Are Type 1a supernova's picky eaters?

Mar 20

Written by:
3/20/2012 12:12 PM  RssIcon

Last year's supernova in M101 - the closest one to us in decades - was an astronomy event that sent science-minded hearts racing.  A Type 1a supernova occurs when a white dwarf star gains stellar mass via accreting mass from another object, and exceeding 1.38 solar masses, at which point runaway fusion occurs and the star explodes.  With new instrumentation available to see this kind of stellar explosion occur, scientists are getting closer to understanding what forces cause these massive releases of energy occur:

"Soderberg and her colleagues examined SN 2011fe with a suite of instruments in wavelengths ranging from X-rays to radio. They saw no sign of stellar material recently devoured by the white dwarf. Instead, the explosion occurred in a remarkably clean environment.

"This white dwarf was a tidy eater," said Laura Chomiuk of the CfA, lead author of one of the two papers.

Additional studies using NASA's Swift satellite, which examined a large number of more distant Type Ia supernovae, appear to rule out giant stars as companions for the white-dwarf progenitors. Those results were described in a NASA press release.

Taken together, these studies suggest that Type Ia supernovae likely originate from a more exotic scenario, possibly the explosive merger of two white dwarfs."

So rather than some of the theories floated out there - that these supernovas occur when a white dwarf pulls material off of a red-giant or Sun-sized star - it appears that it may be one of the lower probability scenarios: Two white dwarves effectively colliding.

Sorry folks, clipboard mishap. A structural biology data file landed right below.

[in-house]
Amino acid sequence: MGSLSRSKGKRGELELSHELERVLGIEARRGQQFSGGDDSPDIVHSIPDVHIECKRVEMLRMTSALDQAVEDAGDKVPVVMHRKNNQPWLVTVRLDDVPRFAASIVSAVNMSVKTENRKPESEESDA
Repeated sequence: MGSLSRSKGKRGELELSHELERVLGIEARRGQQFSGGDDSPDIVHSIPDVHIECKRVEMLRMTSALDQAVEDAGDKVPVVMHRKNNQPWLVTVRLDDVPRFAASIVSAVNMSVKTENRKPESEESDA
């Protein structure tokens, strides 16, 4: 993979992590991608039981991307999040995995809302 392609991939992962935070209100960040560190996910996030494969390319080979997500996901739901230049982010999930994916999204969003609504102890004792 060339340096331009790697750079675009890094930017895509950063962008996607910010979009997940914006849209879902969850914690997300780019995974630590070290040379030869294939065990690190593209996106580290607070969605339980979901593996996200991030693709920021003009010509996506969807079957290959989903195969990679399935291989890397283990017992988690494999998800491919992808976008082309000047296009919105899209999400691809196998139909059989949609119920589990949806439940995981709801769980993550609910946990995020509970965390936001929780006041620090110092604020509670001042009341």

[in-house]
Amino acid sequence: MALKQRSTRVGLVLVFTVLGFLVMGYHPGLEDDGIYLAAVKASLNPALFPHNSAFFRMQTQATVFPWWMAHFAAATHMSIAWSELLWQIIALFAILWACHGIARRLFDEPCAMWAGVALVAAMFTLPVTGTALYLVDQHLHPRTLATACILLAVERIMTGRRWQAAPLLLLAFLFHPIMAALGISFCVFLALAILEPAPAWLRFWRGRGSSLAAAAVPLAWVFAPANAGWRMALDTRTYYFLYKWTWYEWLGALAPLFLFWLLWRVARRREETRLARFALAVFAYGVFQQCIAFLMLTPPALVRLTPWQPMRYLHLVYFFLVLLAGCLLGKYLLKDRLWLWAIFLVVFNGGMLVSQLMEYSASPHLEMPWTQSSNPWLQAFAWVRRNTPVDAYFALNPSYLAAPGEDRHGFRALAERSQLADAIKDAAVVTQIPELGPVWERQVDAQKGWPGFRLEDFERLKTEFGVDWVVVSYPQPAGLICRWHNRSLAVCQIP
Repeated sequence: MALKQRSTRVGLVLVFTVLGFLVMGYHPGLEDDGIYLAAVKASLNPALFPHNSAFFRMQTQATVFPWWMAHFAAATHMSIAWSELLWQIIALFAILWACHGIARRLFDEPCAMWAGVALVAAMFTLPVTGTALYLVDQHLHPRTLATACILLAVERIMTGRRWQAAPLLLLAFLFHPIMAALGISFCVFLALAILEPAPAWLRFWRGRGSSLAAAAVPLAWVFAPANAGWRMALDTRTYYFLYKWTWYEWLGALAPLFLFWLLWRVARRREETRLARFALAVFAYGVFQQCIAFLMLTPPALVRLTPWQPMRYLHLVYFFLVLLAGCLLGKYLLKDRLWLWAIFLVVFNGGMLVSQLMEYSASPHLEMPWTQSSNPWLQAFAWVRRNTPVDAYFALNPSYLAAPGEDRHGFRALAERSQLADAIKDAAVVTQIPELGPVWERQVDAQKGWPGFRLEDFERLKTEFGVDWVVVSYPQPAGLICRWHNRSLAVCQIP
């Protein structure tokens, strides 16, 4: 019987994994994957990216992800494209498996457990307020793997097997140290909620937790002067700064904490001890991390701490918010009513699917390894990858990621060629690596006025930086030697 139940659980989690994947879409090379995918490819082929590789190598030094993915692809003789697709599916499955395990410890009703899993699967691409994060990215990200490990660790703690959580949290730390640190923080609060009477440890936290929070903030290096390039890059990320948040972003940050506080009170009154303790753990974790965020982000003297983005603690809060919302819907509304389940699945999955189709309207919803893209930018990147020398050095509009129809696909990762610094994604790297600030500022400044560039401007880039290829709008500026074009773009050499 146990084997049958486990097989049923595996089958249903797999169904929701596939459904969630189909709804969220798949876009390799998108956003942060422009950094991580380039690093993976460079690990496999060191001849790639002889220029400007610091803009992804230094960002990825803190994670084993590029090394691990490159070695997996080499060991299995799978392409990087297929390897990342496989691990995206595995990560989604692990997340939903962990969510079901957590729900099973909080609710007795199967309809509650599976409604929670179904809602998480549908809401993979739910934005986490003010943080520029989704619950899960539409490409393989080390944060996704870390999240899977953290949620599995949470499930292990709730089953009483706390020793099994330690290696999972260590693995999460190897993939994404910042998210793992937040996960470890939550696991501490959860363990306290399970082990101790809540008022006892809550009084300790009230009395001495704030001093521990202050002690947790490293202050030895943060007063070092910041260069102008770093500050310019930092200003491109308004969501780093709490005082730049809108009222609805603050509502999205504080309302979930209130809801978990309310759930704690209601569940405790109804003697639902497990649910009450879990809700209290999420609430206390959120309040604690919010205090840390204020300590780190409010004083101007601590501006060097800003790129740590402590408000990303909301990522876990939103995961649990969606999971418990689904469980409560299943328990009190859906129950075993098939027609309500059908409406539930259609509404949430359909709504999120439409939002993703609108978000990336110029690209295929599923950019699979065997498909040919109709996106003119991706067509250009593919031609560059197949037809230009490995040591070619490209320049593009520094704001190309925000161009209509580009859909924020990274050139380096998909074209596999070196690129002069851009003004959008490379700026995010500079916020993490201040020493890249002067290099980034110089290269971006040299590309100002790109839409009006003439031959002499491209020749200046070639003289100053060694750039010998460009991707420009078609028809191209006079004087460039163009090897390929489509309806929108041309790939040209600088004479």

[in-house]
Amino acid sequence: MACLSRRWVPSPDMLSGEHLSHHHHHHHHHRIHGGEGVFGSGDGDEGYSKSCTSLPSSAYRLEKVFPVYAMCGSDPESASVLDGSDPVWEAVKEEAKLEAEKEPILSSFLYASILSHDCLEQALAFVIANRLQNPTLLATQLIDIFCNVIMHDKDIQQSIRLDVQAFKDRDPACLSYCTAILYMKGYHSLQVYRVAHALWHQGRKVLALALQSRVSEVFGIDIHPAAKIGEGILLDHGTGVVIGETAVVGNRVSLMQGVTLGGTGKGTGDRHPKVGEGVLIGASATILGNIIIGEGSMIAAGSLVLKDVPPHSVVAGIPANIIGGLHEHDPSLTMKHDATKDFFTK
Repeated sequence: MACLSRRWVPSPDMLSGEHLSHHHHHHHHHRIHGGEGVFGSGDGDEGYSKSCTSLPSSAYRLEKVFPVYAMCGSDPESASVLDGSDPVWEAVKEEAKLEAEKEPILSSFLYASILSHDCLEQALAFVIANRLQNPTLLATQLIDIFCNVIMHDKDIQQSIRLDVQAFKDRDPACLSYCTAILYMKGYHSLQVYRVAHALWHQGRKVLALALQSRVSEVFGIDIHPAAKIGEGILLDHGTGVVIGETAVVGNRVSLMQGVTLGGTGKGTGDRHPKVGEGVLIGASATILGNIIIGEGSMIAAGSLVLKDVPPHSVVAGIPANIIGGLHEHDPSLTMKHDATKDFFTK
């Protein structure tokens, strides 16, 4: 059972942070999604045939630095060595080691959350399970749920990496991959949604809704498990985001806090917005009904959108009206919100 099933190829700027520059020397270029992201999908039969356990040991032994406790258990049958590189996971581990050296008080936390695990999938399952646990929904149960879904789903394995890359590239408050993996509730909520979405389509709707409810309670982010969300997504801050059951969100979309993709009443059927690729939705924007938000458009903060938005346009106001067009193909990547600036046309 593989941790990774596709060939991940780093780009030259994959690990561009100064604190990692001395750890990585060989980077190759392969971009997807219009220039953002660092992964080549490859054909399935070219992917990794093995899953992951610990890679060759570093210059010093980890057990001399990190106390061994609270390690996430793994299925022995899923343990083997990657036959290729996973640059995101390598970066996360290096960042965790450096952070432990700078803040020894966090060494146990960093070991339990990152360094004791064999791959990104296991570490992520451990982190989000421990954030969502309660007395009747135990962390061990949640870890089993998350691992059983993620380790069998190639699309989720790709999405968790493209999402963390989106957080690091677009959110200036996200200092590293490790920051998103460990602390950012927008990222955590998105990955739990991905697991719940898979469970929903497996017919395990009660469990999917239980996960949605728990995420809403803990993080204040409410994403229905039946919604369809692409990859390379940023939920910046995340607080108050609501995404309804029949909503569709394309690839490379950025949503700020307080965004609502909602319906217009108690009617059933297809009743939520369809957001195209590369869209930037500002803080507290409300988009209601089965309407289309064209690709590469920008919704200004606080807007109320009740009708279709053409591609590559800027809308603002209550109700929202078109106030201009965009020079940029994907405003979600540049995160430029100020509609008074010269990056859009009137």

Now there is another supernova relatively nearby - sn2012aw - and certainly there is hope it is a Type 1a as well, offering another chance at data collection.  Although supernova explosions occur throughout the universe on a somewhat regular basis, they are more rare within our galactic neighborhood, given the billions of galaxies out there.  

I did my best to point the way to the last one - sn2011fe - in M101.  If this one in M95 in Leo - sn2012aw - proves to be bright enough (Type 1a or not) I'll do my best to guide your way to it too.  Here's hoping for a nice bright flash of light in Leo this spring.  

 

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The Nightlight

This blog includes what to see in the night and daytime skies, thoughts on telescopes, binoculars, and other astronomy observing accessories and equipment, plus my own occasional notes on objects I've seen and observed. Oh, and the random theater or other "my take on life" post. In other words, there is always something interesting. Check it out.